Psychiatrist needs to set a treatment goal, aiming to eliminate unrealistic expectations. The patient must be informed of only the possible effects of relevant therapy. Setting timelines for the therapy can organize a treatment plan. Most of the plans take around 4 to 8 weeks for critical observation.
In the acute phase, the goal of therapy is to reduce depression symptoms, enhance quality of life through reaction and remission. In maintenance phase, the therapist must focus to curb the return of depressive signs, by observing the residual symptoms, if any.
Psychiatric rating scales are implied like Montgomery-Asberg Depression Rating Scale (MADRS), Hamilton Depression Rating Scale (HDRS), Beck Depression Inventory II (BDI- II), etc. These can be utilized to note the change in symptoms. If the response is not satisfactory, then the treatment plan can be altered or switched to other.
To restore social function, rehabilitation services are applied, which entails occupational therapy, psychotherapy, marital/family therapy, career counselling etc. For social function, Global Assessment of Functioning (GAF) scale is quite effective.
The therapist may not always go by the trials, experiments and medication guidelines for anti depression as per the module and recognized manuals. The person may not always be suffering from MDD due to personal or social cause, but there are other repercussions involved. These may follow on financial strain trail to community practices, borderline insanity and criminal mindset etc.
Both quality and quantitative analysis is mandatory. The clinician has the freedom to try cognitive behavioural therapy, interpersonal therapy, hypnosis, talk therapy, interview or group therapy, quality of object relations, supportive and dynamic psychotherapy, and others. Selecting a particular treatment itself is a challenge. These may embrace many limitations, trials and techniques to form an accurate approach in time.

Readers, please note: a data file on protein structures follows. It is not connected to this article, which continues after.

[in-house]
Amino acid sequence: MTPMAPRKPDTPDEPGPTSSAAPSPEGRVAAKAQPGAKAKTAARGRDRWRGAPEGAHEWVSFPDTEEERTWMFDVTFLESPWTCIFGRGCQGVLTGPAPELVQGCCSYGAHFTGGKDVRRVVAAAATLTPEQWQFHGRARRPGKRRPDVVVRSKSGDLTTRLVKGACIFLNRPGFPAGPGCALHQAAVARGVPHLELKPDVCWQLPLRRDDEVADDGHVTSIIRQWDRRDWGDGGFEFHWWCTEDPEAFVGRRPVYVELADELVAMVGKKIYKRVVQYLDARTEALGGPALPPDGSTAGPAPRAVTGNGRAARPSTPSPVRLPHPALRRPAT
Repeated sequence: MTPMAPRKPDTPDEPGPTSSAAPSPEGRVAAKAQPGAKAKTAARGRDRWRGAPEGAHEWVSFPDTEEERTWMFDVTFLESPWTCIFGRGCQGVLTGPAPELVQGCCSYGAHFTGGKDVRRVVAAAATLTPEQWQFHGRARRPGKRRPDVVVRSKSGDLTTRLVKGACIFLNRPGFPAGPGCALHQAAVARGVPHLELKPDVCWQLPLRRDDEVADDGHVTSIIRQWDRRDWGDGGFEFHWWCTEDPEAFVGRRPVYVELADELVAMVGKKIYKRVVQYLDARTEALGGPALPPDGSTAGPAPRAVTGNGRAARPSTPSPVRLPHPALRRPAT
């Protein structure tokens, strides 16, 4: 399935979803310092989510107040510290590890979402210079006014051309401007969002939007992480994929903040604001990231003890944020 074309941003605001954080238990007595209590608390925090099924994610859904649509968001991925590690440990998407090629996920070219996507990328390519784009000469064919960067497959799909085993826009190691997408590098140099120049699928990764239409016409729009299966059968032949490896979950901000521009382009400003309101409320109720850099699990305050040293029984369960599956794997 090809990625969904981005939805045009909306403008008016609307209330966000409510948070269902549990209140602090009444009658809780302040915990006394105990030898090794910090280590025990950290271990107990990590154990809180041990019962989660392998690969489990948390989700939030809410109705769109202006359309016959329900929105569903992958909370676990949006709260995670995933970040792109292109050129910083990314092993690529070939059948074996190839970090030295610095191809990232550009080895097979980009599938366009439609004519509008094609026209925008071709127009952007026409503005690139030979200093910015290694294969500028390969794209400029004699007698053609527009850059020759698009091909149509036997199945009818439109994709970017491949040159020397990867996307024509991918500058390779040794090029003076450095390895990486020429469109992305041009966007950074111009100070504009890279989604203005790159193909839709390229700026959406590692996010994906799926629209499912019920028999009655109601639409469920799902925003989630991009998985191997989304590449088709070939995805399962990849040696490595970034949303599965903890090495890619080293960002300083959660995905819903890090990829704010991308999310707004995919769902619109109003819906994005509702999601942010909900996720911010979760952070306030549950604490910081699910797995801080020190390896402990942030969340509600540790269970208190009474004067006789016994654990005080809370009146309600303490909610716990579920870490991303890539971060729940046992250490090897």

Patients, who have not responded to a treatment within 2 months of initiation, may be at a risk of no response on future assessment. Occasional resistance is sometimes found among people who are attacked by bipolar disorder, central nervous system failure, and other critical diseases.
As the study and goals move ahead, the clinician has to curtail risks to suicide and teach ways of coping with depression in a healthy manner. These can collectively mean the lifestyle, diet, sleep patterns, thought process and familial relations etc.
Apart from other psychological techniques used for anti depression, antidepressants too form a functional part of the therapy. Not always is a person is prescribed a dose of an antidepressant.
But, for moderate and severe cases, the medicines to balance neurotransmission and promote brain function are needed. These may encompass selective serotonin reuptake inhibitors, monoamine oxidise inhibitors, dopamine reuptake inhibitors, serotonin and nor epinephrine inhibitors, trycyclic antidepressants etc.
Pain killers and supportive medicines are often prescribed that cease the side effects of depression medications. Some of these may have slightly sedative consequences, and cause headache, dizziness, drowsiness, stomach upset, nausea, and sexual dysfunction. The implications of medication for depression related to diet, mood etc. must be viewed intricately. Their impact on the individual should be noted for timely contradictory measures.
The therapist may change the dose of medication as per the user’s health and response to the treatment. A person may feel discomfort for the altered or current medication plan. Thus, it is vital on clinician’s role to ask the patient about the pros and cons being countered by his/her patient after a stipulated period (mostly after 4 to 6 weeks of dosage).
If a particular set of antidepressants are not bringing a desired effect, then these should be replaced with other able medicines or therapies. No risk or extreme experiments are necessary that compromise with patient’s wellbeing. A psychiatrist must only prescribe depression medication that the person is not allergic to.
Sumanta Mandal is involved in healthcare market research since 2008. He is passionate about herbal health, organic health and alternative medicines. He has written many articles on various health care topics.